Even if the coroner returned an open verdict on George Duncan – adding there was no evidence to show any of the vice-men had been nearer than 300 yards from the death scene, Adelaide’s new police commissioner Harold Salisbury, who used to be in the Metropolitan Police, ordered another inquiry.

And to help him in this he invited his old buddies Chief Supt Bob McGowan and Det Sgt Charles O’Hanlon down under to dig a little dirt.

Scotland Yard told Gay News: “The officers haven’t come home yet, as far as I know. Any report they make will go directly to the local authority.”

A spokesman for Australia House said; “No result to this investigation has come over to us yet.”

‘Vietnam Has Sexual SideEffects’

19720901-04NEW YORK: America’s Time magazine has decided that homosexuality is on the way out. In its report on the latest round in the USA’s favourite parlour game, sex-surveys. Time magazine tells its readers that “anything that discourages heterosexuality encourages homosexuality, “in the view of Paul Gebhard, the ex-director of the Kinsey Institute of Sex Research.

“Because there are fewer sexual taboos in our society today, the adolescent is more likely to find a heterosexual pathway,” Dr Judd Marmor, of Los Angeles, tells Time.

Dr Marmor adds that, despite this, only a small number of adolescents are likely to be affected since generally “the origins of homosexuality derive from certain specific conditions in the home and these conditions still exist.”

Time concludes that increased sexual freedom will lead to a decrease in gayness and goes on to say: “There are no recent statistical studies that show changes in attitudes. Just as there is a greater willingness to ‘come out of the closet’ among their elders, younger men and women are more open about their homosexuality, especially in cities and at universities where there are organisations like the Gay Activist Alliance.”

The facts used in Time’s piece come from the first full-scale sex-survey to be carried out in the USA since Alfred Kinsey did his in 1953 – but then, Kinsey only talked to whites.

This latest survey is multi-racial and Time blames the breaking up in society for the growth of permissiveness. The paper editorialises: “Diminishing family influence has shaken up the rules.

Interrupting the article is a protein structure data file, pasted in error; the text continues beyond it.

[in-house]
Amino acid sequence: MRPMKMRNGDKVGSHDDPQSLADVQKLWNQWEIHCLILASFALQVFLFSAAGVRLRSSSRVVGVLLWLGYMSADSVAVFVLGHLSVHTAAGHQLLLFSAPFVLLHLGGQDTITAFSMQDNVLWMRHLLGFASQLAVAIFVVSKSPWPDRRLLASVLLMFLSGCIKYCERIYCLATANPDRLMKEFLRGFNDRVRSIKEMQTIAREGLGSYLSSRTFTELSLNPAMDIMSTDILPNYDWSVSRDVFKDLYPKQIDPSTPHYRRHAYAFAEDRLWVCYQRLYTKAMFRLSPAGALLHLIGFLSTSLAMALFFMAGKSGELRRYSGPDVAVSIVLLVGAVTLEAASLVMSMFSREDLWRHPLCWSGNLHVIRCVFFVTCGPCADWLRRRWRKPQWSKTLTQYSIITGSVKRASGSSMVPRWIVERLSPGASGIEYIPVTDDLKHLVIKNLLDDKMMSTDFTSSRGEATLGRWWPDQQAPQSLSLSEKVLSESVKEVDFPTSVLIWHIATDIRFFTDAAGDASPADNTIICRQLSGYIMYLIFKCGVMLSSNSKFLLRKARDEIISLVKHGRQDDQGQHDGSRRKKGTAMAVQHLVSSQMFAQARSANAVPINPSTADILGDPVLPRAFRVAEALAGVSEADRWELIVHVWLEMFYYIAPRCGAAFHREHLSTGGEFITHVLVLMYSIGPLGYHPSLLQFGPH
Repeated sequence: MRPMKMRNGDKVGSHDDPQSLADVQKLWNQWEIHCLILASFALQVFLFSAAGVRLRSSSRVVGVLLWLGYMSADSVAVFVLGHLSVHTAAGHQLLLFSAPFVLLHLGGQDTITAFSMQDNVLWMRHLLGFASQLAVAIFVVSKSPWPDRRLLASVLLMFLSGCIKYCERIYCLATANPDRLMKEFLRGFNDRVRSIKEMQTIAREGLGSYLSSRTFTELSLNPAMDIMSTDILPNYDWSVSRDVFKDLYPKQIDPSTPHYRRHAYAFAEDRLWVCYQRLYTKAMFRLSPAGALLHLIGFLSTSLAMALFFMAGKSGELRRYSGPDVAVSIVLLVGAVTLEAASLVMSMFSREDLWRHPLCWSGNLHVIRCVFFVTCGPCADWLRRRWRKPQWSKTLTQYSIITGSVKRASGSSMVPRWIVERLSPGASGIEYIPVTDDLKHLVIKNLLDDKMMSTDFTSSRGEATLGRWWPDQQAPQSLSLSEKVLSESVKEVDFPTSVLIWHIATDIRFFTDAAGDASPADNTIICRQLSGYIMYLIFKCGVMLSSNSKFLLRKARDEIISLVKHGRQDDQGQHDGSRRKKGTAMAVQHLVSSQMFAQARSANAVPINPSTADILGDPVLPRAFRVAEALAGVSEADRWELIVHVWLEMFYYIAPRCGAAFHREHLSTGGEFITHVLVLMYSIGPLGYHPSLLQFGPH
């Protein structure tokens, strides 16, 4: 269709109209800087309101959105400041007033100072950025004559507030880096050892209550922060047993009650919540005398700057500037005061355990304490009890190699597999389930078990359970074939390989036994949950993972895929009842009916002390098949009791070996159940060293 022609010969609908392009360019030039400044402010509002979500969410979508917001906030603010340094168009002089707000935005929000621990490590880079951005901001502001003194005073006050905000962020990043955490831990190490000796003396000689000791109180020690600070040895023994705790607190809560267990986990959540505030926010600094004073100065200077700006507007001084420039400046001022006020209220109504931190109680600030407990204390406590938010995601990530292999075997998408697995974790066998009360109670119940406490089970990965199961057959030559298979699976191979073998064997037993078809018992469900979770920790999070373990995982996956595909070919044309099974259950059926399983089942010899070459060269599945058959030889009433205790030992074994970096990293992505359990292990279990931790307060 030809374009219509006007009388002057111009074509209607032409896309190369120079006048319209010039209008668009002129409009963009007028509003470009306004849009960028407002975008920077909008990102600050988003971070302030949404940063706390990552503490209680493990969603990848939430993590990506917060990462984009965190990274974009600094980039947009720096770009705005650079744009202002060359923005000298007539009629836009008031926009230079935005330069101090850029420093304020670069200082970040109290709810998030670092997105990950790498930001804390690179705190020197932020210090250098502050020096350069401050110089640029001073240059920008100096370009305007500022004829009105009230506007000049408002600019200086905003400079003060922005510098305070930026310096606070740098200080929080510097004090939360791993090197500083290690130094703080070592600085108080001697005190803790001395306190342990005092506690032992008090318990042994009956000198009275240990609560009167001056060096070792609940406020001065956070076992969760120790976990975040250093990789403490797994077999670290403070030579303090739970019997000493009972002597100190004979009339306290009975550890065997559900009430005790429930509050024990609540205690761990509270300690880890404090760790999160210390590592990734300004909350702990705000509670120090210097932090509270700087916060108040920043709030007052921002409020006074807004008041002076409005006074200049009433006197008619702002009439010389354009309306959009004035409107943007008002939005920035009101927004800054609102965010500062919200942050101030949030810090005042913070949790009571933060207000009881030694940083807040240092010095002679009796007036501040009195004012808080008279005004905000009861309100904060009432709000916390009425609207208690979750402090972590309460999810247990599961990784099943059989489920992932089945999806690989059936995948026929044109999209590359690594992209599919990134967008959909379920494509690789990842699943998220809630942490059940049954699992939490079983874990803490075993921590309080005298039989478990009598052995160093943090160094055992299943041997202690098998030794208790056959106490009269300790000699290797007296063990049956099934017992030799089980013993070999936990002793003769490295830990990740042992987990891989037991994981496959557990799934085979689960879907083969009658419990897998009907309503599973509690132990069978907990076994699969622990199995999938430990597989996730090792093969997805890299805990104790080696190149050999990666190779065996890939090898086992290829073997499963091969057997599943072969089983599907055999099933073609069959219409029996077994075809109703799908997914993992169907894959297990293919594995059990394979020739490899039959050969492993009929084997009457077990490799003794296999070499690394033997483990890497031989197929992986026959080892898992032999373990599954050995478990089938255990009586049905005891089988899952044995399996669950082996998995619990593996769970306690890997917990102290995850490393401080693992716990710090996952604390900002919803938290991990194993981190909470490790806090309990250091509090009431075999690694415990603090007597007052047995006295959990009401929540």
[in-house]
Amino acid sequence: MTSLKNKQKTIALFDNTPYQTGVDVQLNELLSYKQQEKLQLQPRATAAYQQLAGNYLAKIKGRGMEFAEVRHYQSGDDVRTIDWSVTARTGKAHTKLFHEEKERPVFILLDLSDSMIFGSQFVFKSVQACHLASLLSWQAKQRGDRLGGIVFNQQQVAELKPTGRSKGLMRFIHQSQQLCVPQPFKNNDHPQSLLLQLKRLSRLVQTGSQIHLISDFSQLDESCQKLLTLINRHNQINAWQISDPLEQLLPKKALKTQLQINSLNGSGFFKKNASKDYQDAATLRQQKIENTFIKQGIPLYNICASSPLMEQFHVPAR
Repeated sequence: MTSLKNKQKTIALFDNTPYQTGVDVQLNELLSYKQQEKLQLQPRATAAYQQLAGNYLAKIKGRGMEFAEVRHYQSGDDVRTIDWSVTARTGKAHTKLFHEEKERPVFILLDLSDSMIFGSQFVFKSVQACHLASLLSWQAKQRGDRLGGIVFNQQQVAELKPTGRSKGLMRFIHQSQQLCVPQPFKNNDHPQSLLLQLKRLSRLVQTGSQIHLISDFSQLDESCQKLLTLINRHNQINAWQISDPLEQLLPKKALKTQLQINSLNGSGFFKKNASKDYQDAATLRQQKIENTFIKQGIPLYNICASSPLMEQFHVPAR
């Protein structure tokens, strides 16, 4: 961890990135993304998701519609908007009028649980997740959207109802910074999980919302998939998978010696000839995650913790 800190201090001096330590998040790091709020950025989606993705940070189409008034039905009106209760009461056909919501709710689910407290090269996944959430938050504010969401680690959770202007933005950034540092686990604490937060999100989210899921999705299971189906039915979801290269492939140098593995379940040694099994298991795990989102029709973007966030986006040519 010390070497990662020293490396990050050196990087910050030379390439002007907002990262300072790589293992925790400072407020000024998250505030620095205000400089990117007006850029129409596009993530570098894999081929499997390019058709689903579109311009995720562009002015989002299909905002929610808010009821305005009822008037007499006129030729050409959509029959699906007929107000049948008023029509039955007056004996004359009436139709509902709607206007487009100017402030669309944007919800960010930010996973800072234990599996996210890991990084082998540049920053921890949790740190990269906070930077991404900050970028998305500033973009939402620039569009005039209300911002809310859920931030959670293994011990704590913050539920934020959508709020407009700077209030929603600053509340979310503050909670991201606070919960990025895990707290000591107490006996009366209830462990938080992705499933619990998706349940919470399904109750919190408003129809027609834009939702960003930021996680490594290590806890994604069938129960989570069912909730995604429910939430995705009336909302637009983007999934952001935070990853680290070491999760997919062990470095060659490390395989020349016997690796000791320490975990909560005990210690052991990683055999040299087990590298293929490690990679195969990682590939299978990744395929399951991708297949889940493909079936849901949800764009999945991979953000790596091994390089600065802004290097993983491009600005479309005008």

“The disillusionment of many youths with Vietnam, pollution, corruption, has sexual side effects. It reinforces the idea of the older generation’s moral inferiority.

“In fact, sociologists Simon and Gagnon assert, many young people begin their sexual activity in part as a ‘personal vendetta’ against their parents.

“Nor does the older generation have a very good record of marital stability. Since there are now 357 divorces for every 1,000 marriages, it is little wonder that children do not necessarily heed their parents’ advice or consider marriage their ultimate goal. ‘There’s a healthy disrespect for the facade of respectability behind which the Albee-like emotional torrents roll on,’ says Yale Chaplain William Sloane Jnr.”

Ban On Cliff

19720901-04Believe it or not, our own very special Cliff ‘Livin’ Doll’ Richard has been reportedly banned from performing in Singapore next month. The reason given was his long hair

The 32-year-old ex-rock ‘n’ roller is understood to have had his, and his five-man backing group’s application for a visit refused for the same reason, according to Singapore’s afternoon newspaper New Nation. Cliff Richard, although still popular, is not renowned for having flowing locks and all that mistakenly implies.

One wonders if Val Doonican will be banned from Hong Kong, and God help David Bowie on his forthcoming trip to Australia.

Cliff, who is touring Israel, commented “If Singapore bans me I shall simply carry on to Tokyo and forget the whole thing.”

“I’m not going to get a haircut. Is this long?” remarking, that is, on his fashionably styled hair, which is considered short by our own standards.

Keep it growing Cliff, for as long as you are able. One wonders if this thought has ever crossed Cliff’s mind, “Did Jesus ever have this trouble?”